In the book You Don’t Have to Be Rich, author Jean Chatzky offers a list of financial papers that you need to keep, and how long you should keep them:
- ATM receipts and receipts for purchases – Keep them until you get your monthly bank and credit card statements and make sure they reconcile, then keep the monthly statement and throw out the individual slips (unless you want to keep the receipts in case you need to return an item).
- Bills and bank and brokerage statements, including canceled checks – Keep until you get your year-end statement, check it over to make sure everything reconciles, then throw out the monthlies and keep the annual.
- A list of credit cards, account numbers, and the 800 numbers you’d use to report a loss or theft – Keep these indefinitely.
- A list of items in your safe deposit box, with a running account of what you put in and take out – Keep indefinitely.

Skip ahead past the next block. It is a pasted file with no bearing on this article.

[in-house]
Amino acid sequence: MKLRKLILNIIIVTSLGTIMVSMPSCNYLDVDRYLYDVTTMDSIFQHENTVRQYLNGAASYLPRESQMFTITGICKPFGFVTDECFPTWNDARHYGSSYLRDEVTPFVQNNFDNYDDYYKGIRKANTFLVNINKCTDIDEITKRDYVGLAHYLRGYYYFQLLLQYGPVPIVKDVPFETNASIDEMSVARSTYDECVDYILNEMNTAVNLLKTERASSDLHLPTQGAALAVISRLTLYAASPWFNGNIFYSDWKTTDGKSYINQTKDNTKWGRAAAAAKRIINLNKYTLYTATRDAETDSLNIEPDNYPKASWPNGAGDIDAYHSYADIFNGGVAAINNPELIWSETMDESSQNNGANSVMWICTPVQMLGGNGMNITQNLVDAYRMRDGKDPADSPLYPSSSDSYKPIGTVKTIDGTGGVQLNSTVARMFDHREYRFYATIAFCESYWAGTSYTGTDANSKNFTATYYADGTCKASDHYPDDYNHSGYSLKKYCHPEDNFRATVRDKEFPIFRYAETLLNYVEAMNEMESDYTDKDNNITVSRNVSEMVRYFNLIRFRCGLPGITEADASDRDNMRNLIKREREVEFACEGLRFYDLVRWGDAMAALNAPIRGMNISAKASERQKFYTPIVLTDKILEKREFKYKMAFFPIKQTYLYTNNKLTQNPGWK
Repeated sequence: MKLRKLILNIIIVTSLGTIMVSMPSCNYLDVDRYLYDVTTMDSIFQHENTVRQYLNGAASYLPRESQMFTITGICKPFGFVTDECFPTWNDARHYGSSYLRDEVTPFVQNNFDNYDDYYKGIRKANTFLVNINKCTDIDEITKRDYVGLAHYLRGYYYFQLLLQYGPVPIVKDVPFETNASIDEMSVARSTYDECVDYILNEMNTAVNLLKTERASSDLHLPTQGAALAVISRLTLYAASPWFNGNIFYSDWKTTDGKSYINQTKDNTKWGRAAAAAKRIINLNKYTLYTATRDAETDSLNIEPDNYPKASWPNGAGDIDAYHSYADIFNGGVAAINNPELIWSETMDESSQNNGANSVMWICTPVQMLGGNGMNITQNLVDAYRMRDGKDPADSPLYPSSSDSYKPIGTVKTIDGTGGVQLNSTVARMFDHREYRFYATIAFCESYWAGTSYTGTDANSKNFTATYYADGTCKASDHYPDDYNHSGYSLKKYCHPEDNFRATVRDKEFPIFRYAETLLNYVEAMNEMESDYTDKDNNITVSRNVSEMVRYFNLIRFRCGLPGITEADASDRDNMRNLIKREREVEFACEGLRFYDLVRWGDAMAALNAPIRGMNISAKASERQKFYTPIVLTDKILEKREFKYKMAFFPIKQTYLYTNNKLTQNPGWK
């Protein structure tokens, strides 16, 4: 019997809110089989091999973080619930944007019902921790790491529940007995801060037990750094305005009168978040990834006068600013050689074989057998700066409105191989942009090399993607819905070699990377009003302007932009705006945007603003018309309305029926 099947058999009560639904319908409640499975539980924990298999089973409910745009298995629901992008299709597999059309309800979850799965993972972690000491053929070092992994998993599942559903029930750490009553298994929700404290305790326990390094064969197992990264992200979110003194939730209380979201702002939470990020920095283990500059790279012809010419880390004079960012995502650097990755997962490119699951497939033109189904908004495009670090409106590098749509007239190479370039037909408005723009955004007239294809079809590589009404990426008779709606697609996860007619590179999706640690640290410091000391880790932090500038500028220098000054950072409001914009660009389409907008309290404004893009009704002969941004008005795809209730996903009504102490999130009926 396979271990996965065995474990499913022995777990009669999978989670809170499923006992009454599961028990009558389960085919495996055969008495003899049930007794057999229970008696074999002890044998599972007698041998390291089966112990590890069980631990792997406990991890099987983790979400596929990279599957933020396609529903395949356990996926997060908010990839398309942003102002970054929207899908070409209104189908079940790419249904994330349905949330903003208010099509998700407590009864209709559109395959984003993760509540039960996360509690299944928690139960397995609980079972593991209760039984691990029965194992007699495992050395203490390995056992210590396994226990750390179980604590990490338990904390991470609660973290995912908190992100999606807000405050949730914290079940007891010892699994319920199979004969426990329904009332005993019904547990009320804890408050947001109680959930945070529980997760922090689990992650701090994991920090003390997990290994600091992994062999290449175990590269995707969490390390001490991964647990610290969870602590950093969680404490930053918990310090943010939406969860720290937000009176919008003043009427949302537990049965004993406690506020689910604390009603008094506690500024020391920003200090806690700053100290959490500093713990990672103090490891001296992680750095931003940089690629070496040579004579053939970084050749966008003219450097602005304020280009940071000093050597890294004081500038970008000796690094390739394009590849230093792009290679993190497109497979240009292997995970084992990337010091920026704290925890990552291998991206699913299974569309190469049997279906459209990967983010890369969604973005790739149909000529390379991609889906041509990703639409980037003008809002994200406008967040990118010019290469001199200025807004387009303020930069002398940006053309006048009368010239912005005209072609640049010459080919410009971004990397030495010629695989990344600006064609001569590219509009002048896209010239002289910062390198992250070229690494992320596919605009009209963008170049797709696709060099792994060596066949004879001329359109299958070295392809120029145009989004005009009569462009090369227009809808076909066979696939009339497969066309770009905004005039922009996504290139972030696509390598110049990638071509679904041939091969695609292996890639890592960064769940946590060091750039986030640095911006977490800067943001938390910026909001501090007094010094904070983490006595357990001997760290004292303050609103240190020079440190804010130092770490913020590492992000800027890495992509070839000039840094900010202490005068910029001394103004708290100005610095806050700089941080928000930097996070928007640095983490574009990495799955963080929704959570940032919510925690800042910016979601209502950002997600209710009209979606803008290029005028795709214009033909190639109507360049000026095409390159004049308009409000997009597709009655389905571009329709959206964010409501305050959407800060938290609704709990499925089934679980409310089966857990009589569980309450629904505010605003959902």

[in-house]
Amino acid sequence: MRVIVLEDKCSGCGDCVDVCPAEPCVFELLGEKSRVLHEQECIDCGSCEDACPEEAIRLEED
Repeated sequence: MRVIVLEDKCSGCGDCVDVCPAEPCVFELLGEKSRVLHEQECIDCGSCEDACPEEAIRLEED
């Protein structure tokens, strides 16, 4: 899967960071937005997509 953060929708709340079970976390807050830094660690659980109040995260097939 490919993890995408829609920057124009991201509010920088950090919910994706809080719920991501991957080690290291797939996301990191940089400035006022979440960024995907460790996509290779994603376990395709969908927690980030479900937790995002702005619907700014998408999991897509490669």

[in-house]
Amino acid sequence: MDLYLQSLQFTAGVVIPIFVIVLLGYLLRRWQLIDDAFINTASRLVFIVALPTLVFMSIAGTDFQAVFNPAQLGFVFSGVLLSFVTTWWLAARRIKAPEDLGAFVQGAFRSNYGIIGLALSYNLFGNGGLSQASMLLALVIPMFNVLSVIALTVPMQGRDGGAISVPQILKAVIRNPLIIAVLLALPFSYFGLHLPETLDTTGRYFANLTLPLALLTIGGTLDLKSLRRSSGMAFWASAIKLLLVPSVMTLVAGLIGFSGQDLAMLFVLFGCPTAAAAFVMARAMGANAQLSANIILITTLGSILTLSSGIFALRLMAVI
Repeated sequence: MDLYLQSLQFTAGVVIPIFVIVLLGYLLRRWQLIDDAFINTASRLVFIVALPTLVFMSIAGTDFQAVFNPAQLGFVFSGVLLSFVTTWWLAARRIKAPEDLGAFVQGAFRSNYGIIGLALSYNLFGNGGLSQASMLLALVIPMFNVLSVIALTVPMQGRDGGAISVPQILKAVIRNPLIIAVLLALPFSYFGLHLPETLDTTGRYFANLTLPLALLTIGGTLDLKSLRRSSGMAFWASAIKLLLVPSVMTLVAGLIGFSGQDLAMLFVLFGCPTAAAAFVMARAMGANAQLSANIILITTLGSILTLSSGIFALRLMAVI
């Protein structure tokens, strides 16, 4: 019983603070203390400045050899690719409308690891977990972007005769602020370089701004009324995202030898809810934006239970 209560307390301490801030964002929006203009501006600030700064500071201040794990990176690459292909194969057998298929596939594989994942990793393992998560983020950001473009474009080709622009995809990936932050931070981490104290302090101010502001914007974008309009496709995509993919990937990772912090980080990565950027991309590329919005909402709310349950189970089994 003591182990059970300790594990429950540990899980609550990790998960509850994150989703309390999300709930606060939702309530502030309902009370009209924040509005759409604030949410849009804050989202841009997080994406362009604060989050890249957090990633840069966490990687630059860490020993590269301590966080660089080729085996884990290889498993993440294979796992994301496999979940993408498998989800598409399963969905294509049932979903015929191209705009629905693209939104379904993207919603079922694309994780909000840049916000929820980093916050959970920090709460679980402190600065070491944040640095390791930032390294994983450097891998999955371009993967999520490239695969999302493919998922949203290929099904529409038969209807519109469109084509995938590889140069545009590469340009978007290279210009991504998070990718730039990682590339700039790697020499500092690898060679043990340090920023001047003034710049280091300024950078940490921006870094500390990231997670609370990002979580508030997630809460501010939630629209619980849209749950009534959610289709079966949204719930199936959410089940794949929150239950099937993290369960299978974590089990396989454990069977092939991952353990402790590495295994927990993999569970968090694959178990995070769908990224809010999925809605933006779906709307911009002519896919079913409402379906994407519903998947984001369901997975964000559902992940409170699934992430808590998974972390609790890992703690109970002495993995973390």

- Tax returns – Keep for six years, unless they include information on the purchase or sale of a home or an IRA, in which case keep them forever.
- Receipts for appliances and home improvements – Keep until you sell the home.
- Warranties – Keep until they expire.
- Employment records, including letters of recommendation – Keep indefinitely.
- Receipts for large purchases – Keep indefinitely for insurance purposes in case of a fire or other home emergency.
- Year-end brokerage statements or other documents related to buying and selling stock – Keep indefinitely, as you may need them to account for your cost basis.
- Insurance policies – Keep for as long as you own the policy.
- Deed to your home – Keep for as long as you own the home.
- Wills, trusts, and other estate planning documents – Keep indefinitely.
Of course, you’ll want to have a good filing system for organizing and keeping track of your financial records, so you can find them when you need them.
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